Probably the most touching of these events will be an outdoor reading of the names of the Italian victims of the Shoah at the Consulate, on Thursday. As every year, every New Yorker is invited to what is an extremely touching tradition of the Italian-American Jewish community. A mixed crowd of Jewish and Italian students, common people and notable personalities will perform the reading of the names of the over 8,000 Italian victims of the tragedy.
Also on Thursday there will be a discussion about a special issue of the magazine Zapruder called “Brava Gente” (Good People) regarding memory and colonialism, at NYU Casa Italiana Zerilli-Marimò. Prof. Ruth Ben Ghiat will moderate a panel featuring Prof. Teresa Fiore and Claudio Fogu in conversation with Elena Petricola and Andrea Tappi, co-curators of Brava Gente.
The next event will take place on Friday, January 28, at the John Calandra Institute for Italian American Studies at CUNY. It is the discussion “A Difficult Identity? Literary Representations of the Shoah from Liana Millu to Helena Janeczek”. During this event, Stefania Lucamante, Ph.D. Professor of Italian and Comparative Literature at The Catholic University of America, will shed some light on the role and experiences of women during the Holocaust.
It will then be the turn of “Anti-fascism and Resistance among Italian Jews” at the Primo Levi Center on Sunday, January 30. This appointment features an afternoon of screenings and interviews aimed at reconstructing the participation of Italian Jews in anti-Fascist movements and the resistance. A panel of scholars and public intellectuals will shed light on the early opposition to Mussolini's Regime and the exodus to France of many political dissenters.
The Week will end with the symposium “Racially Inferior: Roma, Sinti and other Holocaust victims” at the Italian Academy at Columbia University on Tuesday, February 1. This event is dedicated to the other communities judged “Racially Inferior” in those dark years, such as the Roma and Sinti (known as Gypsies) that shared the same tragic fate of the Jews.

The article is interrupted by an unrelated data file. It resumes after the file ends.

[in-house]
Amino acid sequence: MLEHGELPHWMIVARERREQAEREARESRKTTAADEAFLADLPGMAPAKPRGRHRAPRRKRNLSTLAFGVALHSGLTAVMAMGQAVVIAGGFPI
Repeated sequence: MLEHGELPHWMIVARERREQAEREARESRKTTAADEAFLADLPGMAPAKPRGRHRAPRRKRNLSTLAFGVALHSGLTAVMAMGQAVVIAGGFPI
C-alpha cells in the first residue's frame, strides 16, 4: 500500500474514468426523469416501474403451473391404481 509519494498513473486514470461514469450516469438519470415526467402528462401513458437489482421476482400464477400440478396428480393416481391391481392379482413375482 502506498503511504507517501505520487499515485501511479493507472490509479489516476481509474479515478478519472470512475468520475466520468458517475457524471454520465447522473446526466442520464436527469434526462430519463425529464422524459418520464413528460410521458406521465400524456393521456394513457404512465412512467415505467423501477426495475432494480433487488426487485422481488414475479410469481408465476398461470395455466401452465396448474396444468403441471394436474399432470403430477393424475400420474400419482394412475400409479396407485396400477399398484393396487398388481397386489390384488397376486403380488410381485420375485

Along with the Consulate, one of the main supporters of these manifestations is the Primo Levi Center. Named after the famous chemist and writer, this foundation is dedicated to studying the history and culture of Italian Jewry, sharing beyond linguistic borders its current ferments and future perspectives.
EVENTS OF THE WEEK OF REMEMBRANCE
Fiday, January 21 | 9.30 am – Scuola d’Italia “G. Marconi”, 406 East 67th Street : New York and Naples: Harbors of Dialogue”, a dialogue on tolerance between Naples Cardinal Crescenzio Sepe e Rabbi Arthur Schneier
Thursday, January 27 | 9 am to 4 pm –Italian Consulate (690 Park Avenue) - Outdoor reading of the names of the Italian victims of the Shoah
Thursday, January 27 | pm – Casa Italiana Zerilli Marimò at New York University, 24 West 12 St: presentation of a special issue of the magazine Zapruder on memory and colonialism.
Friday, January 28 | 12 pm - The John Calandra Institute for Italian American Studies at CUNY, 25 West 43rd Street: A Difficult Identity? Literary Representations of the Shoah from Liana Millu to Helena Janeczek
Sunday, January 30 | pm - Primo Levi Center, 15 West 16th Street: “The Jews of Italy between Antifascism and Resistance” , a conference on the contribution of the Italian Jewish to the Liberation of Italy
Tuesday, February 1 | pm - The Italian Academy at Columbia University, 1161 Amsterdam Avenue Symposium: “Racially Inferior: Roma, Sinti and other Holocaust victims”.
For further information, see http://www.primolevicenter.org/Home.html